As a member of Gamma Phi Beta sorority, I’ve had many mentors throughout my career, and one of those mentors shared a piece of advice with me early on that I still follow.
My sorority sister told me that she never says, “I don’t have time,” adding that despite your role or life circumstances, we all have 24 hours in a day; the difference is how we spend those hours. She advised to replace that phrase with, “It’s not a priority for me.”
To this day, that advice helps me prioritize my time, and it’s also helped me prioritize my spending.
If you’re just starting your career, or you’re ready to start a budget, first, pick a simple budgeting tool; there are plenty of free ones online. Then consider your needs, wants and savings.
Many use the 50/30/20 rule where 50 percent of your spending is needs, 30 percent is wants and 20 percent is savings, but again this is up to you. What are your priorities?
As you consider those, here are my tips where you can save in each of these categories.
These are your basics: Housing, food, utilities, insurance and transportation.
While you have to have these things, think about what your priorities are in each of these areas.
Do you want to rent or buy a home? Do you need a big house and backyard? What about location? Determine those things that are important to you at this stage in your life.
When it comes to food, we all have to eat, but do you need that fancy coffee from the corner café every morning? Probably not, and skipping that daily coffee could save you lots long term and free up more money for those things you want. But, before we discuss those wants, let’s talk savings.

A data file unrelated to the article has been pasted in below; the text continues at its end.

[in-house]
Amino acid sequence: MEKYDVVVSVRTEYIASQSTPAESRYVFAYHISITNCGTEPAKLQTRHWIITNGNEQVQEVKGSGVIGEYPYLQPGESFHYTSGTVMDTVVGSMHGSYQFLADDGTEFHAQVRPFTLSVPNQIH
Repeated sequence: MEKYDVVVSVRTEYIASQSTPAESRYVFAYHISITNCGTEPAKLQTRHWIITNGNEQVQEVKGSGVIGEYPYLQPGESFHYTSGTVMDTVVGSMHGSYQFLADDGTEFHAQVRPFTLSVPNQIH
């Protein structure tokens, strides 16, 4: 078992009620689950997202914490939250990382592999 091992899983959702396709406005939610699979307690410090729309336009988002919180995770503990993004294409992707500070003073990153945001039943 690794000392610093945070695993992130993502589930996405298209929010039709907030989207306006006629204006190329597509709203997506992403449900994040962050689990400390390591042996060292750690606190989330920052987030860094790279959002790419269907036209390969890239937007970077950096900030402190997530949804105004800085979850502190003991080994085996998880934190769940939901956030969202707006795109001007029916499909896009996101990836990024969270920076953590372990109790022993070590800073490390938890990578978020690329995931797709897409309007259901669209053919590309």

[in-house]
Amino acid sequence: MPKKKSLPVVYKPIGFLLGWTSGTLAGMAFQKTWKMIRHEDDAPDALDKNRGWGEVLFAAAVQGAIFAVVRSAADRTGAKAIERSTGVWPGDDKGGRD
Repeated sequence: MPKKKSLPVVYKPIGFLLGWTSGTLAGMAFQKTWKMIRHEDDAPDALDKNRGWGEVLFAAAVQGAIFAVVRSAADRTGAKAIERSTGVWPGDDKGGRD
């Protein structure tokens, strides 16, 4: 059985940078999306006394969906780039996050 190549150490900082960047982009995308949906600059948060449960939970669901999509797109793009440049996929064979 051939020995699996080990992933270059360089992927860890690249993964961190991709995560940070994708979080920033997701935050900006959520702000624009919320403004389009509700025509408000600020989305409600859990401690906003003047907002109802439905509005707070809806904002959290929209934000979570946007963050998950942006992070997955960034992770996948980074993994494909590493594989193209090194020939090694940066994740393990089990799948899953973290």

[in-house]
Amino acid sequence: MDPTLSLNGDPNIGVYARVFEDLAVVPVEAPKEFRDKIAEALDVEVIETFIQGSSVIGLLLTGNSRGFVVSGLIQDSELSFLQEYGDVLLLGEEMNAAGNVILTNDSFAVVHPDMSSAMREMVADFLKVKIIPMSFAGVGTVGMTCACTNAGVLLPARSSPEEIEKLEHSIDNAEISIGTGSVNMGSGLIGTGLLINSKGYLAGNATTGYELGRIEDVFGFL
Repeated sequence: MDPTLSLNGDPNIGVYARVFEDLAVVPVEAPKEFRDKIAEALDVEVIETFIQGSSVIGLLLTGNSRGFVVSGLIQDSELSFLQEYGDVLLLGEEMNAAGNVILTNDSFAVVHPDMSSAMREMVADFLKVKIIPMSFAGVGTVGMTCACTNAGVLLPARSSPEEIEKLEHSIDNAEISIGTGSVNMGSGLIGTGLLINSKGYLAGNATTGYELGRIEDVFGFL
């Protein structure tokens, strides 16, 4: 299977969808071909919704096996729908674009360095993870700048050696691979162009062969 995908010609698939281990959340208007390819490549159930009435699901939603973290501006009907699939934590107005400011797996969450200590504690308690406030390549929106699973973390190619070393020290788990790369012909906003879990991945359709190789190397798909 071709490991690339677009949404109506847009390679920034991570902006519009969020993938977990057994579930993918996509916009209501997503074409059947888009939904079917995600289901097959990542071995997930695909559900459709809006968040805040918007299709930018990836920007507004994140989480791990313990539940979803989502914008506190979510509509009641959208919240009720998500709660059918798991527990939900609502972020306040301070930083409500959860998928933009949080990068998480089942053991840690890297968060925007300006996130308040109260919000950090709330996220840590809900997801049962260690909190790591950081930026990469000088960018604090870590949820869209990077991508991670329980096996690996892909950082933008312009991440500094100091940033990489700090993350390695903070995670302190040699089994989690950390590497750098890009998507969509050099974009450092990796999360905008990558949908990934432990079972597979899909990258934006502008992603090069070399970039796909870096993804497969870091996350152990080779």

A good rule of thumb is to always have six to 12 months-worth of living expenses in an emergency fund. The time we’re in right now is evidence of that. There are things we can’t control, but with an emergency account, you can rest a little easier.
If you’re just getting started, this task could seem impossible. It’s not, but it can be challenging. You will have to make sacrifices.
My first suggestion, especially to those recent grads, try living beneath your means and salary. Pretend that your salary is 10 percent less than it is, and put that 10 percent in a savings account. Name it appropriately, too, so you are reminded what it’s for. Then follow everything I’ve discussed.
You can build that nest egg, and free your mind of worry. You can also start thinking about the fun part — your wants.
I categorize wants into three areas: entertainment, fun and charitable giving.
These are all things you need to prioritize and plan for. It may be that girls’ trip with your sorority sisters or date night with your significant other. Whatever the case may be, look at what funds you have after you’ve budgeted for your needs and savings, and determine what you want to do with that money. What will bring you the most joy?
You may have noticed, too, that I included charitable giving in this. That’s because this, too, must be prioritized. Don’t forget to give back to your community, which includes your time, talent, and yes, money.
Remember — priority-based, smart spending will help you achieve financial security. Start spending based on your financial priorities today.
Crissy Carlisle is chief investor relations officer at Encompass Health and serves on the Board of Managers of the Facilities Management Company of Gamma Phi Beta Sorority. She recently spoke on this topic as part of the sorority’s Confident Women of Character series.
This article is part of Tips from the top, an ongoing series highlighting Encompass Health leadership and what inspires and motivates them.